The European Space Agency has announced its Rosetta space craft has become the first to ever rendezvous with a comet.
ESA said that after a decade-long, 4 billion-mile journey, the craft had "opened a new chapter in Solar System exploration".
Comet 67P/Churyumov-Gerasimenko and Rosetta are now travelling together about 405 million km from Earth.
"After ten years, five months and four days travelling towards our destination, looping around the Sun five times and clocking up 6.4 billion kilometres, we are delighted to announce finally 'we are here'," says Jean-Jacques Dordain, ESA's Director General.
"Europe's Rosetta is now the first spacecraft in history to rendezvous with a comet, a major highlight in exploring our origins. The discoveries can begin."
Launched in March 2004, the Rosetta probe's odyssey has already taken it four billion miles across the asteroid belt and more than five times the Earth's distance from the Sun.
The target, comet 67P/Churyumov-Gerasimenko, is a lump of ice and dust swinging in a wide circuit round the Sun at around 34,175 mph.
The spacecraft matched the comet's speed to within walking pace as it "arrived" at a distance of just 62 miles.
In November, Rosetta will deploy a small robotic lander, Philae, which will steer itself to the comet's surface.
Philae will send back images and conduct the first in-situ analysis of a comet's composition.
For the next 17 months, Rosetta will remain close to 67P/Churyumov-Gerasimenko as it heads towards the Sun and heats up, throwing out increasing amounts of gas and dust.
Together, Rosetta and its lander will conduct the most detailed analysis of a comet that has ever been attempted.
Since early May, controllers at the European Space Agency's operations centre in Darmstadt, Germany, have been putting Rosetta through a tightly controlled series of manoeuvres designed to reduce its speed by around 1,740 mph.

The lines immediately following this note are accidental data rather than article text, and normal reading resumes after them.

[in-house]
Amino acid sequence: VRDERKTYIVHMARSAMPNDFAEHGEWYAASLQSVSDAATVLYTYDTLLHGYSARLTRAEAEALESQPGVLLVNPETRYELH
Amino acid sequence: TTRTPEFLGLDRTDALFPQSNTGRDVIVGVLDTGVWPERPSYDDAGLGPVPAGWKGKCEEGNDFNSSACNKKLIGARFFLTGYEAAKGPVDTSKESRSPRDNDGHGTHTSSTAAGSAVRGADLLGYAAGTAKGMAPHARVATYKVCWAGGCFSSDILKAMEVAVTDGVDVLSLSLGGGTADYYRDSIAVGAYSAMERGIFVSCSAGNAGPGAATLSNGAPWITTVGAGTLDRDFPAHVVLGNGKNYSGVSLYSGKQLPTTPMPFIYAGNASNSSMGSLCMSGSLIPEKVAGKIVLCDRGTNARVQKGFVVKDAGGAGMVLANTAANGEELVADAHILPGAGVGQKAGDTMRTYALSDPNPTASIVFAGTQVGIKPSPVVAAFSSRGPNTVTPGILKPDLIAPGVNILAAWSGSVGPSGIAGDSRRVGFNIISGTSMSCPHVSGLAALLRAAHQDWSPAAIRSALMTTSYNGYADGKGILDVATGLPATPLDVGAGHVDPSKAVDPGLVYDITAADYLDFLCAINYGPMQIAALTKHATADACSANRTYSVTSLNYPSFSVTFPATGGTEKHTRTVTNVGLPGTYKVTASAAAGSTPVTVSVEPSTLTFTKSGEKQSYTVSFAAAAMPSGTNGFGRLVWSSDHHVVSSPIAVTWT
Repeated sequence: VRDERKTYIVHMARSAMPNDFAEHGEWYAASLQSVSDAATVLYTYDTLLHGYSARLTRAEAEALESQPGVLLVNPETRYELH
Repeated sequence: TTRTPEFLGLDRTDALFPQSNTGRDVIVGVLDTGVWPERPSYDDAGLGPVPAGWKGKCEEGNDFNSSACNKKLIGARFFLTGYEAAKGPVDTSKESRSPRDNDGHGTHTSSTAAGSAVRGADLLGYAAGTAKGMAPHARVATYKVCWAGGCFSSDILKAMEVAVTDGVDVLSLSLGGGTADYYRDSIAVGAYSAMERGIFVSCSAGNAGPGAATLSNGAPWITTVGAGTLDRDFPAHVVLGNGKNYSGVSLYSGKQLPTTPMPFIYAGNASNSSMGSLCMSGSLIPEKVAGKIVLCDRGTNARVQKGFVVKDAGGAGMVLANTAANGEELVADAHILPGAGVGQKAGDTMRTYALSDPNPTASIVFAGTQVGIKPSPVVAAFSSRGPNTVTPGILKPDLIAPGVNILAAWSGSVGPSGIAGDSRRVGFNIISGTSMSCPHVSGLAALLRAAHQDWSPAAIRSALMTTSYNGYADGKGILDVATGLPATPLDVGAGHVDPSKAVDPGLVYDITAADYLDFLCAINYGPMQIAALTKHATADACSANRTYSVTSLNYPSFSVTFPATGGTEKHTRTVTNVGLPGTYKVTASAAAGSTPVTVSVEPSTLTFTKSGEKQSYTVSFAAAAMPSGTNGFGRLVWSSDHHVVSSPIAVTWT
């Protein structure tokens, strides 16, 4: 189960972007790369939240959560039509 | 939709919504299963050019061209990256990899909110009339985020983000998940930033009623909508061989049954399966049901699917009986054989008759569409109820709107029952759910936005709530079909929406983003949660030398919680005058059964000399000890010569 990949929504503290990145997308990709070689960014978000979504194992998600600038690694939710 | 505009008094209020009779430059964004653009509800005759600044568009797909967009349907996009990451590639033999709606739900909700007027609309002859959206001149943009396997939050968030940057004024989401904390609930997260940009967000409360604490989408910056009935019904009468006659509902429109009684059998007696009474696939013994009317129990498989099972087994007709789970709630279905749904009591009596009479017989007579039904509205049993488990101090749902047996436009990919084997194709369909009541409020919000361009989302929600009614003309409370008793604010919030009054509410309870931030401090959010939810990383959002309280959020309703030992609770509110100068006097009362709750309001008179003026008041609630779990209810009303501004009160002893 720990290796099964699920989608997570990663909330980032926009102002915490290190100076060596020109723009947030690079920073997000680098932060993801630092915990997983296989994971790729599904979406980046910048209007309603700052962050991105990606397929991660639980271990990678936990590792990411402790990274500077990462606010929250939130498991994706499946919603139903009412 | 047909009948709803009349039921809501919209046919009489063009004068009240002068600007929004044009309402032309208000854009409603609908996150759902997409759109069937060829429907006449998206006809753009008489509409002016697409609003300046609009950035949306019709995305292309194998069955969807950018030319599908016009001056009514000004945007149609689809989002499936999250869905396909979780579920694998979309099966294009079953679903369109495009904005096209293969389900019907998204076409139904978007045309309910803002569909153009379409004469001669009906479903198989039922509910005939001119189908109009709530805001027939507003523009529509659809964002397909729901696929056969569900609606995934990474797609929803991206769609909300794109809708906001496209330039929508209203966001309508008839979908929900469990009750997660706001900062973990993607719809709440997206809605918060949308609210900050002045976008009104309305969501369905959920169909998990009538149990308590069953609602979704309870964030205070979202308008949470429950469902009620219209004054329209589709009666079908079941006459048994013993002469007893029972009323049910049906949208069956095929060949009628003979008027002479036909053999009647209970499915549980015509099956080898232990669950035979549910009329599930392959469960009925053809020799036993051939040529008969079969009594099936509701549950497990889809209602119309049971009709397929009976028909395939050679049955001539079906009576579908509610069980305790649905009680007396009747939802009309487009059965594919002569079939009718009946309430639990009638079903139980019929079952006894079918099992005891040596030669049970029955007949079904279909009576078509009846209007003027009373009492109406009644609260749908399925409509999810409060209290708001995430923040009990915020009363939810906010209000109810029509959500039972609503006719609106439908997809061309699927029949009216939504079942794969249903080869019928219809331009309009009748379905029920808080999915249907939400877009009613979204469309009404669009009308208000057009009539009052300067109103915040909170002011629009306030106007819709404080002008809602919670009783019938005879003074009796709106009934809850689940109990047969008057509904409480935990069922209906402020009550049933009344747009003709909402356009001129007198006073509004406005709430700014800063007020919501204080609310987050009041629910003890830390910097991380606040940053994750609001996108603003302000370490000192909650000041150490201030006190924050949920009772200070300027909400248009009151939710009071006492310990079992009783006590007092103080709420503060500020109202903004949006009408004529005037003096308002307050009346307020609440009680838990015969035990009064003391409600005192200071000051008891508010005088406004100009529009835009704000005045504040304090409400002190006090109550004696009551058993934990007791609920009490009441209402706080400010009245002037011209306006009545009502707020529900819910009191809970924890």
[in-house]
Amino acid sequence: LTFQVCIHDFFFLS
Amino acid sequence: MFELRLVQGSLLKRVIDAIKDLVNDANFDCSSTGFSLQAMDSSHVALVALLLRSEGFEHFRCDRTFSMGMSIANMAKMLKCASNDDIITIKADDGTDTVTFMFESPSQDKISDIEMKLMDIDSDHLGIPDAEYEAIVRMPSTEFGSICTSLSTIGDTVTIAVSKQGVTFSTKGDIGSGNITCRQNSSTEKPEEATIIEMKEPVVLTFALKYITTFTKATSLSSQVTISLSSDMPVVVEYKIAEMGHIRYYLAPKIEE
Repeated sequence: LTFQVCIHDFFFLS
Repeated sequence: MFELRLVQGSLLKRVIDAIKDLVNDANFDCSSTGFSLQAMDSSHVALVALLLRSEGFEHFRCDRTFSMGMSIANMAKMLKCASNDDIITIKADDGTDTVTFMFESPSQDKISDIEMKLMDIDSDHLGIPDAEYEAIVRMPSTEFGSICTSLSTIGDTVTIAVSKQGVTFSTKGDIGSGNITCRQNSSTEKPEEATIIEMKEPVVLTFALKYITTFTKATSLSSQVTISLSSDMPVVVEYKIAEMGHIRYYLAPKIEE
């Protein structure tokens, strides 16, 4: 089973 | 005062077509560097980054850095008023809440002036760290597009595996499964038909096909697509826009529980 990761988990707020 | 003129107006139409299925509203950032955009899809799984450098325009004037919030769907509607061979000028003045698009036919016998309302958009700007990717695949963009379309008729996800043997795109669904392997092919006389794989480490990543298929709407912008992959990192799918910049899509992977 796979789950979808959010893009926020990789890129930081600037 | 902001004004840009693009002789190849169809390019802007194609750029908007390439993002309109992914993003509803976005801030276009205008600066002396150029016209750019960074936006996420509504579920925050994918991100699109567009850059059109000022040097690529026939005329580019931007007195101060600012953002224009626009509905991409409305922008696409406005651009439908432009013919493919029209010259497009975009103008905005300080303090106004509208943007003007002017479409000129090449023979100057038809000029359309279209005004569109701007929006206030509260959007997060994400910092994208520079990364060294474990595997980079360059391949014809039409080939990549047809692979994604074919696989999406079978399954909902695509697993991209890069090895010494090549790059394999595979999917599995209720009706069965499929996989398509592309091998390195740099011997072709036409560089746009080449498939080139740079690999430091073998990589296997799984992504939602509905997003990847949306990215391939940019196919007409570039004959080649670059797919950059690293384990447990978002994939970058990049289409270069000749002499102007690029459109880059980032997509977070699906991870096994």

Repeated burns of the craft's thrusters were made to slow the craft and position it alongside the comet.
A mistake during this critical period could have jeopardised the entire mission.
"If any glitches in space or on ground had delayed the recent burns, orbital mechanics dictate that we'd only have had a matter of a few days to fix the problem, re-plan the burn and carry it out, otherwise we would have run the risk of missing the comet," said Trevor Morley, a flight dynamics specialist at the ESA Space Operations Centre (ESOC).
More challenges lie ahead as the comet becomes increasingly active and its coma - the halo of gas and dust surrounding its nucleus - grows.
ESA orbital mechanics expert Frank Budnik said: "On top of a good physical model of the comet nucleus, we also need a good coma model that tells us the density and velocity of particles being emitted from the comet
"We expect the spacecraft to be affected by the surrounding coma in addition to the comet body's gravitational pull, and these all play into calculating the orbits and the thruster burns required to keep Rosetta near the comet."
During its journey, Rosetta has looped around the Sun five times, and picked up speed from three "gravity-assist" swing-bys of Earth and one of Mars.
Information from the mission will help scientists understand the origin of comets, the Solar System, and possibly life.
Comets are known to contain complex organic molecules rich in carbon, hydrogen, oxygen and nitrogen - the basic elements that make up the essential ingredients for life, nucleic and amino acids. Many scientists believe comets may have helped to plant seeds of life on Earth.
Rosetta is named after the Rosetta Stone, a slab of basalt containing inscriptions that helped archaeologists decipher ancient Egyptian heiroglyphs.
The lander Philae is named after an island in the Nile where an inscribed obelisk was discovered in 1815. Comparing the heiroglyphs on the Rosetta Stone and Philae obelisk led to greater understanding of the ancient Egyptian writing system.
Rosetta is expected to reach the comet shortly before 1pm, UK time, tomorrow.